And, of course, having a part-time job means making extra money which you can put towards school…or, alternatively, more fun things. A relaxing trip to the coast perhaps? Maybe seats at Blazers game?


If you’re ready to see what part-time (and it will always be part-time, students are limited to 20 hours per week for on-campus jobs) opportunities are available on campus, visit Advising and Career Services, where a team of trained experts can help you land that perfect position!

Remember that an on-campus job is not the same as a Work Study Award. For more information on Work Study, visit the Office of Financial Aid.

“The grass was literally greener”

“I wanted something completely different, to embrace change rather than run from it.”

Jasmin Landa, a senior Business and Management Leadership major from Reno, Nevada, saw in Portland State something exotic.

“It was just so different than anything I had ever experienced. The people are nice, the perspectives more diverse, and, I mean, the grass was literally greener. I can’t see myself living anywhere else anymore.”

Jasmin hit the ground running, spending almost her entire freshman year exploring campus and getting involved.

“I spent so little time in my dorm room. I wanted to see everything, to really get close to the community here. I spent a lot of time at Campus Rec and at the Smith Student Union just talking to people and finding out everything campus had to offer.”

She found quite a lot. Jasmin seems to have a part of almost every aspect of campus life. She plays club-level volleyball for PSU, works for both Portland State University Communications and PSU’s Center Student Health and Counseling (SHAC), is a member of the Alpha Chi Omega sorority, and sits on the student-run Organization Budget Council, which helps facilitate student clubs and events.   

Jasmin is also the recipient of a Diversity Scholarship and other financial aid. “I knew that my mom couldn’t support me, and that I would be on my own as far as paying for college.” Nearly 70% of PSU students are using some sort of financial aid.

“At first I was hesitant to apply for a Diversity Scholarship, but eventually I decided that I needed to own my story, to be true to myself and my experiences. I’m very self-motivated in that way.”

That motivation has allowed her to expand her learning outside of the classroom. Her work with SHAC has helped her gain skills that can extend far beyond graduation.

“I do a lot of work with the food security initiatives on campus, things like Harvest Share and the Food Pantry, two amazing resources for students who may not have good access to healthy, fresh food.”

“I also help advocate for SHAC, and how it’s not just a wellness center. We have specialists, everyone from dentists to doctors to therapists. Our goal is healthy students, however that is achieved.”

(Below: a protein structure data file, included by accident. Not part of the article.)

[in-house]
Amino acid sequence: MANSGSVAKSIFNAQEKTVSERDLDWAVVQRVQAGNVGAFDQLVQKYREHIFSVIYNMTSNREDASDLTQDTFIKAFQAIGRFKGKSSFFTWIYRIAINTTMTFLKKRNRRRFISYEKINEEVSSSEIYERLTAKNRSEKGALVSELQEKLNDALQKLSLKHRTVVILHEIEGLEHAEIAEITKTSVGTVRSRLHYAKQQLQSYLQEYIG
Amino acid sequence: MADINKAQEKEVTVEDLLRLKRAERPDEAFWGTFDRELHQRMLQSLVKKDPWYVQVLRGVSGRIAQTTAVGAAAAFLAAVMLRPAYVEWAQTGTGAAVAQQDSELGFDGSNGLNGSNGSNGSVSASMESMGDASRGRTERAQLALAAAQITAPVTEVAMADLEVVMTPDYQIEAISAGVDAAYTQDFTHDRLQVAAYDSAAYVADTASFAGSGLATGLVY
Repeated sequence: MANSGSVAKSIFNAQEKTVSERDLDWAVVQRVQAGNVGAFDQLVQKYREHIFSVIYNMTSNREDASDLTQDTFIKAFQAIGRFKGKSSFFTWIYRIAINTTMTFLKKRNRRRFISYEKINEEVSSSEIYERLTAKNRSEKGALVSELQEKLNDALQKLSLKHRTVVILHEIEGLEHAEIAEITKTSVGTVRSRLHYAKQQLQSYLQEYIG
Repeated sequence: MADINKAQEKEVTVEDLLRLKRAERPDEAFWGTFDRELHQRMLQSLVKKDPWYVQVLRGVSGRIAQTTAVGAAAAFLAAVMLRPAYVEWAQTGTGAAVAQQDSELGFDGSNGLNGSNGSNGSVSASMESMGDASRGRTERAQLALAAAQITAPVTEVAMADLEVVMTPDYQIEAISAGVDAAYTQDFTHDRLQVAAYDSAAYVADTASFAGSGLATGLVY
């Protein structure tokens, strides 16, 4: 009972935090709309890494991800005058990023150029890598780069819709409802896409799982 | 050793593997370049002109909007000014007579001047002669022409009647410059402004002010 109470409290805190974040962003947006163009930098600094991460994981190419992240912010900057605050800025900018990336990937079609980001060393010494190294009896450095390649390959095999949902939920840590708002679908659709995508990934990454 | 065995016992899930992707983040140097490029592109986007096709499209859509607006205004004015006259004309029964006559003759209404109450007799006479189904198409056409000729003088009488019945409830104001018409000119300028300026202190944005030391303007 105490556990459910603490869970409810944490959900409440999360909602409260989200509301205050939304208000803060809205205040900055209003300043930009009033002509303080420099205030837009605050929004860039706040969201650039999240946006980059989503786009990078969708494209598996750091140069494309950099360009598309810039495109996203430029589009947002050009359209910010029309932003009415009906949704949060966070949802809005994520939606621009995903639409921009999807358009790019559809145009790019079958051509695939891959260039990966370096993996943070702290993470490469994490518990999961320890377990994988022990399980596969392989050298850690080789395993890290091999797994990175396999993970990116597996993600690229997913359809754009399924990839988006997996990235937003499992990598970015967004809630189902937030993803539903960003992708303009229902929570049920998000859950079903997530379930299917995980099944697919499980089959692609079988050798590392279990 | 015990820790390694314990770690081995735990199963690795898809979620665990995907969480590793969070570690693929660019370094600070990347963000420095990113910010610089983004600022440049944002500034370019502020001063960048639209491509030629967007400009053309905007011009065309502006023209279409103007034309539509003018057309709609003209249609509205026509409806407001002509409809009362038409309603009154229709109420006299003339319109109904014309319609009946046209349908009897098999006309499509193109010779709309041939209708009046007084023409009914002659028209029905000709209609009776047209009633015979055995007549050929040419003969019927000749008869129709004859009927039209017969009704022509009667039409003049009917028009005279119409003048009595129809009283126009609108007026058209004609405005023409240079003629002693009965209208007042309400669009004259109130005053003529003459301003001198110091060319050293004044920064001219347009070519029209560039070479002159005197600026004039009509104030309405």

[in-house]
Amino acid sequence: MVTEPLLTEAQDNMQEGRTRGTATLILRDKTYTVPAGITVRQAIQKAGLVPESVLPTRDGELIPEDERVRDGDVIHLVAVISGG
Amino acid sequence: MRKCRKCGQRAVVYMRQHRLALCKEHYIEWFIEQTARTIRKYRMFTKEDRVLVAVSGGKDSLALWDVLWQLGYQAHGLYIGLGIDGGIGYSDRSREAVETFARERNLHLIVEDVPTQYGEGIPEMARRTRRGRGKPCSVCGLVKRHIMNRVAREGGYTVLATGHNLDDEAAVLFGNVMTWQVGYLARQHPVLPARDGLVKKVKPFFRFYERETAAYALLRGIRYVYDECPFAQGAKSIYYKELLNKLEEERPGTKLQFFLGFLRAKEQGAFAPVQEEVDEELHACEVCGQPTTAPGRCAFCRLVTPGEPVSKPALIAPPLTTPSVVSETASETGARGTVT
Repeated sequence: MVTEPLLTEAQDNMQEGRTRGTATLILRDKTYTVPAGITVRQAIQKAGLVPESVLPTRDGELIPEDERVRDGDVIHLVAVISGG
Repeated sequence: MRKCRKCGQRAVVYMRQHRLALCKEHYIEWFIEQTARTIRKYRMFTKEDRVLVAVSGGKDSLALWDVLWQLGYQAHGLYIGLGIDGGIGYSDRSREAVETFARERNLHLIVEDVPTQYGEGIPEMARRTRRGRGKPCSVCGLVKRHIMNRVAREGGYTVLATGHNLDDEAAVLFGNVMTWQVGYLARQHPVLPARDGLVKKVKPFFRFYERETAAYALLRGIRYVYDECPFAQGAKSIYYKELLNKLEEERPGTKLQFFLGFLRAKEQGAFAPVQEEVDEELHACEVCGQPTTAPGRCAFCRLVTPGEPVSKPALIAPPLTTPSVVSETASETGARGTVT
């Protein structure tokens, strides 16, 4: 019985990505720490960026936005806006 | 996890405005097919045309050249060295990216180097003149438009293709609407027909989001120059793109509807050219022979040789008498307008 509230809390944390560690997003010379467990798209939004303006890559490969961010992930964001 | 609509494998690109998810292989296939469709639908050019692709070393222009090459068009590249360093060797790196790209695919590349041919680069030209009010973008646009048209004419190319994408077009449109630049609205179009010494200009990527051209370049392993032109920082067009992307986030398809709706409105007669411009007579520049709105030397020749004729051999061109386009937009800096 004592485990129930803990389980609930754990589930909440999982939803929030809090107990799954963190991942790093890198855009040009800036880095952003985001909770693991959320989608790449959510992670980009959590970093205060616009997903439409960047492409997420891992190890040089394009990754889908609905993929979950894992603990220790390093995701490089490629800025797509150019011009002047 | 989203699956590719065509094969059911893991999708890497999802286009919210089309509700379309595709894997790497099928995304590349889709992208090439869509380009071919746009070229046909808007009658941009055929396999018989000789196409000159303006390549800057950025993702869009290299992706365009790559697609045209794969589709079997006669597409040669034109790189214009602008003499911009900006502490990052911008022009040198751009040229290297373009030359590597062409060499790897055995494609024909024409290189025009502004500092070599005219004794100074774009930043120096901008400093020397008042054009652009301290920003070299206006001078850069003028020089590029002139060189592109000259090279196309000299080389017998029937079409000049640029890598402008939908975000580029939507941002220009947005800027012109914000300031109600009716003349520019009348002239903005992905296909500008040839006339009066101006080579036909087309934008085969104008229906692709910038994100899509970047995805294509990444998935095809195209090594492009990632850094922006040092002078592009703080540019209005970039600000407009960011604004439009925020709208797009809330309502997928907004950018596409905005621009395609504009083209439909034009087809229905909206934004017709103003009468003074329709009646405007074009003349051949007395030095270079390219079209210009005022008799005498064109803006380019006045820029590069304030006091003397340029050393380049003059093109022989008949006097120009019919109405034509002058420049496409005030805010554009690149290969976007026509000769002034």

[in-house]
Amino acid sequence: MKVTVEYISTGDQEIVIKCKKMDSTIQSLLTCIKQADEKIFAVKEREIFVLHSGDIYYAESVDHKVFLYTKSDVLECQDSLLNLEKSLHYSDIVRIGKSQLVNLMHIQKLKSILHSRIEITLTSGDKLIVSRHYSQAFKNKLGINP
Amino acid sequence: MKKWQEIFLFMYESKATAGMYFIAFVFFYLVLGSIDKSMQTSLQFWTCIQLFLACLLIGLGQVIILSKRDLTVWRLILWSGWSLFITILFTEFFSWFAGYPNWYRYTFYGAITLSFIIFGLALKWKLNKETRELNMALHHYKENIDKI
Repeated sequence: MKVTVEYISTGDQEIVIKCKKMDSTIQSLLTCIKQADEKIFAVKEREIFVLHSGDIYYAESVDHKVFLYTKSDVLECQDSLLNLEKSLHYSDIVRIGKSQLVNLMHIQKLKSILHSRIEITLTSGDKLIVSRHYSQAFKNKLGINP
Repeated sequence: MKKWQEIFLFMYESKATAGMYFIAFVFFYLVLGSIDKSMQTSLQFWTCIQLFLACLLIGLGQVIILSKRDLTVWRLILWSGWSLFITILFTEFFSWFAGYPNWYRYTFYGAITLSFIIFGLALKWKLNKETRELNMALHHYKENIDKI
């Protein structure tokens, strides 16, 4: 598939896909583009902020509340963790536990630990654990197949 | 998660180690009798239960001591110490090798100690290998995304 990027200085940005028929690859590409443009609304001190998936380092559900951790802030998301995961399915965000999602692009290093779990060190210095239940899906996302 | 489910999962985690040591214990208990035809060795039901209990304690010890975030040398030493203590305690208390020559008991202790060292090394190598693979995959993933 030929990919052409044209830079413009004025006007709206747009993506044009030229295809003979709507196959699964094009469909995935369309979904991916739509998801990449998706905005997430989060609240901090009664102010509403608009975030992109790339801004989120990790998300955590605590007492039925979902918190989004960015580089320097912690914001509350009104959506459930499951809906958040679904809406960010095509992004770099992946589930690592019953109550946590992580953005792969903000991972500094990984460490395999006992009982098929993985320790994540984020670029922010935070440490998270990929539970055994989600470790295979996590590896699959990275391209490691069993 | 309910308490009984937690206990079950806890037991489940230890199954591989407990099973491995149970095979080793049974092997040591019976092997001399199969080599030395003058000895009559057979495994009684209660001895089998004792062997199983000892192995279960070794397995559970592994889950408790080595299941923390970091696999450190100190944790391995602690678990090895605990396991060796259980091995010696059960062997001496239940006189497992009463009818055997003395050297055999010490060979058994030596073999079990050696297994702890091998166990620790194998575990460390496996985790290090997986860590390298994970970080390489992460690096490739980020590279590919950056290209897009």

As someone who wants to one day start her own business, the interpersonal and organizational skills she has gained from all of her campus activities are preparing her for life after graduation.

“I am making really good connections through all of the things I’m involved with, and people are able to turn me on to a lot of amazing potential opportunities, especially since I want to stay in Portland.”

Jasmin’s advice to students coming to campus for the first time this Fall?

“I think it’s all about exploring campus. Go into every building, read every flyer, talk to everyone you meet. There are so many things to get involved in that I promise you will find something to be passionate about as long as you get out and discover it.”

Learn more about SHAC!

Learn more about Diversity Scholarships!

Jasmin Landa

Journeys and Destinations

The circuitous route is sometimes the most enlightening.

“There were times when I had a lot of doubt, times when I thought I’d never get to the point where I could graduate. Looking back now everything looks so different.”

Franky Martin, a senior Graphic Design major from Salem, Oregon, will finally, after eleven years bouncing from college to college, job to job, walk the commencement stage and be rewarded with his Bachelor’s degree.

“Getting my bachelors was always at the back of my mind. It was always the goal,” but the route to that goal wasn’t always so clear.

Franky initially started at a private college in Oregon, but left after finding that it didn’t mesh well with his own personality. “It was small, rural, expensive— it just wasn’t for me. There wasn’t a lot of opportunity.”

Opportunity is something Franky finds at PSU in spades. “The engagement here, with PSU, with the city, is so amazing. The creative community is big and really receptive to student involvement.”

Portland’s urban environment was something that was always alluring to Franky. After leaving his first college, Franky started taking classes at Chemeketa Community College in his hometown of Salem, but all the while he was there the opportunities in Portland beckoned.